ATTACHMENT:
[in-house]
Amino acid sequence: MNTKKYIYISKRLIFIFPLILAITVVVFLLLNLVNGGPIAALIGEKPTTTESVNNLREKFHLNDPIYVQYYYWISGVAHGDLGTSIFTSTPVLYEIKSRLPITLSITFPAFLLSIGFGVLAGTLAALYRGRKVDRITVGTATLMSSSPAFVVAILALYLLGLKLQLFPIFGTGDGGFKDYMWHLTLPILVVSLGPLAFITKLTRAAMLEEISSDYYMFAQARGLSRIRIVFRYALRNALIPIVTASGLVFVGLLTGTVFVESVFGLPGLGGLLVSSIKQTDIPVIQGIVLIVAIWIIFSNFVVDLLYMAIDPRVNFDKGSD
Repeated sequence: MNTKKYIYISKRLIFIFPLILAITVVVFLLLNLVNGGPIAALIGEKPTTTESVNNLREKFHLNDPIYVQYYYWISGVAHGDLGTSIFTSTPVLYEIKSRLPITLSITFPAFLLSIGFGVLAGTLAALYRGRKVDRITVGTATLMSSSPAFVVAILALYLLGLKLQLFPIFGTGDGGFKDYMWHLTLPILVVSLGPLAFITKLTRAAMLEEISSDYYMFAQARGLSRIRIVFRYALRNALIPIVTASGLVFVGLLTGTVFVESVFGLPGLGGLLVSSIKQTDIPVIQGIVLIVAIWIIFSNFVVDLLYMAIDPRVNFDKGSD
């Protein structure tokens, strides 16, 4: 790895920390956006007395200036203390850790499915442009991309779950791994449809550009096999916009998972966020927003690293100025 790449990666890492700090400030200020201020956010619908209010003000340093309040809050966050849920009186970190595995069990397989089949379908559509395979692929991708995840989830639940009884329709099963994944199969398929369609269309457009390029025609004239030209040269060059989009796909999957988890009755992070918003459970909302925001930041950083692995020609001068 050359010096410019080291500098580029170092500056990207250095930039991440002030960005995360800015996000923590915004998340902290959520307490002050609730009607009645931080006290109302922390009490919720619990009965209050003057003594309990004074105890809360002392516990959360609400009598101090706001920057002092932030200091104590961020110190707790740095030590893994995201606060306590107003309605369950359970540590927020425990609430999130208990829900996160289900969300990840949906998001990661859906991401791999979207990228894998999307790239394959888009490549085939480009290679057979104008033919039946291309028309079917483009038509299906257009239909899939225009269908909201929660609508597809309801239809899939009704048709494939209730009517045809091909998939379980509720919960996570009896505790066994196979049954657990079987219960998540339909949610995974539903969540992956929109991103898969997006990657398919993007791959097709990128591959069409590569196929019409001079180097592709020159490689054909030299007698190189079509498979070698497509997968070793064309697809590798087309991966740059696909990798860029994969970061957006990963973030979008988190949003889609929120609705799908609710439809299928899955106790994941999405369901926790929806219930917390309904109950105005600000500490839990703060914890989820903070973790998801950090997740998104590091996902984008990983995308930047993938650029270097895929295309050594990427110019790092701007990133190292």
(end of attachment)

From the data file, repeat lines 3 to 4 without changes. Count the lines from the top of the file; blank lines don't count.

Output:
Repeated sequence: MNTKKYIYISKRLIFIFPLILAITVVVFLLLNLVNGGPIAALIGEKPTTTESVNNLREKFHLNDPIYVQYYYWISGVAHGDLGTSIFTSTPVLYEIKSRLPITLSITFPAFLLSIGFGVLAGTLAALYRGRKVDRITVGTATLMSSSPAFVVAILALYLLGLKLQLFPIFGTGDGGFKDYMWHLTLPILVVSLGPLAFITKLTRAAMLEEISSDYYMFAQARGLSRIRIVFRYALRNALIPIVTASGLVFVGLLTGTVFVESVFGLPGLGGLLVSSIKQTDIPVIQGIVLIVAIWIIFSNFVVDLLYMAIDPRVNFDKGSD
């Protein structure tokens, strides 16, 4: 790895920390956006007395200036203390850790499915442009991309779950791994449809550009096999916009998972966020927003690293100025 790449990666890492700090400030200020201020956010619908209010003000340093309040809050966050849920009186970190595995069990397989089949379908559509395979692929991708995840989830639940009884329709099963994944199969398929369609269309457009390029025609004239030209040269060059989009796909999957988890009755992070918003459970909302925001930041950083692995020609001068 050359010096410019080291500098580029170092500056990207250095930039991440002030960005995360800015996000923590915004998340902290959520307490002050609730009607009645931080006290109302922390009490919720619990009965209050003057003594309990004074105890809360002392516990959360609400009598101090706001920057002092932030200091104590961020110190707790740095030590893994995201606060306590107003309605369950359970540590927020425990609430999130208990829900996160289900969300990840949906998001990661859906991401791999979207990228894998999307790239394959888009490549085939480009290679057979104008033919039946291309028309079917483009038509299906257009239909899939225009269908909201929660609508597809309801239809899939009704048709494939209730009517045809091909998939379980509720919960996570009896505790066994196979049954657990079987219960998540339909949610995974539903969540992956929109991103898969997006990657398919993007791959097709990128591959069409590569196929019409001079180097592709020159490689054909030299007698190189079509498979070698497509997968070793064309697809590798087309991966740059696909990798860029994969970061957006990963973030979008988190949003889609929120609705799908609710439809299928899955106790994941999405369901926790929806219930917390309904109950105005600000500490839990703060914890989820903070973790998801950090997740998104590091996902984008990983995308930047993938650029270097895929295309050594990427110019790092701007990133190292």